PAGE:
But that’s not how things played out. Instead he’s overseeing Hello, Dolly!, a lighthearted warhorse musical that might very well be the antithesis of God’s Country.
The catalyst for this chain of events wasn’t exactly a happy one. It hit back in November with the death of local actor and director Lance Babbitt, a loss that left the region’s theater community in mourning and the Civic without a skilled director for its season finale. More poignantly, Hello, Dolly! had been one of Babbitt’s all-time favorite shows, so it was vital that any replacement do justice not only to the musical proper but to his memory as well.
For the Civic, that made Nickerson a clear choice.
“As resident director at the theater, they asked me if I would step up to take Dolly on,” says Nickerson. “Lance was a buddy, and we’d been friends for a long, long, long time. We’d done theater together since we were 17, 18 years old. We worked together for the first time in Guys and Dolls when I was Sky Masterson and he was Nicely Nicely.”
Before he could commit, though, Nickerson had to step back from God’s Country without leaving Stage Left Theater in the lurch. He called Tia Wooley, Stage Left’s managing director, to break the news.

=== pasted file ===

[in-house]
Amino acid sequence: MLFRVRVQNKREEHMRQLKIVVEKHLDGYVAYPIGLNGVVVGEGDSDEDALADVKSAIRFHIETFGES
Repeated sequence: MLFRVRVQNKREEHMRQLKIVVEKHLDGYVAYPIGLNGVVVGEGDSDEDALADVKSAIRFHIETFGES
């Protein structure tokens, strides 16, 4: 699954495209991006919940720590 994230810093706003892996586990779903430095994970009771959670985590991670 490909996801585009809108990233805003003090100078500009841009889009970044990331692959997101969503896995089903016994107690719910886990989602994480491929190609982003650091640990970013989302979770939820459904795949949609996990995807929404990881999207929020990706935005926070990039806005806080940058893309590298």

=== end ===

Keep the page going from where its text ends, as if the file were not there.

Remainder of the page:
“She immediately understood,” he says. That theater then began its own search for a replacement, and Nickerson returned to directing the production he was working on at the time, Who’s Afraid of Virginia Woolf?, whose tension and disquiet makes it a closer dramatic cousin to God’s Country than a beloved musical comedy about a scheming matchmaker and an eligible half-millionaire.
“It’s been whiplash going from Virginia Woolf to Hello, Dolly!,” he says.
Fortunately, that abrupt transition has been smoothed by another cosmic blip, this one much more auspicious. It happened last summer when Robbi Starnegg and her husband were still living in Salem, Oregon.
“We came up to Spokane on a whim on a weekend last July and fell in love. We decided instantly, ‘This is where we’re moving,'” Starnegg says. Soon after settling here, she met longtime Civic costume designer Jan Wanless and became involved with the venue.
Starnegg, it turns out, is a former Equity actor who’s worked for professional and community theaters from California to Maine. After “semi-retiring” from the professional circuit, she was on the fence about auditioning for a role in Hello, Dolly!, not least because the newcomer felt that the “phenomenal” local talent pool would offer some stiff competition.
“I had volunteered to help with the Dolly costumes, and then I thought, ‘Oh, these auditions are coming up. I’m just going to try. I’ll sing a song and we’ll see.’ And by gosh, by golly, I got a call about Dolly,” she says.
“She’s the real deal,” Nickerson says of Starnegg and the decision to cast her in the lead role. “At first you see this meek, kind of little old lady. And then you’re like, holy cow. She’s got a big, beautiful voice and is a really, really fine actress. She’s going to really charm audiences as well as sing the heck out of the score.”
Preview by E.J. Iannelli of the Inlander
Photo by Jeff Ferguson of the Inlander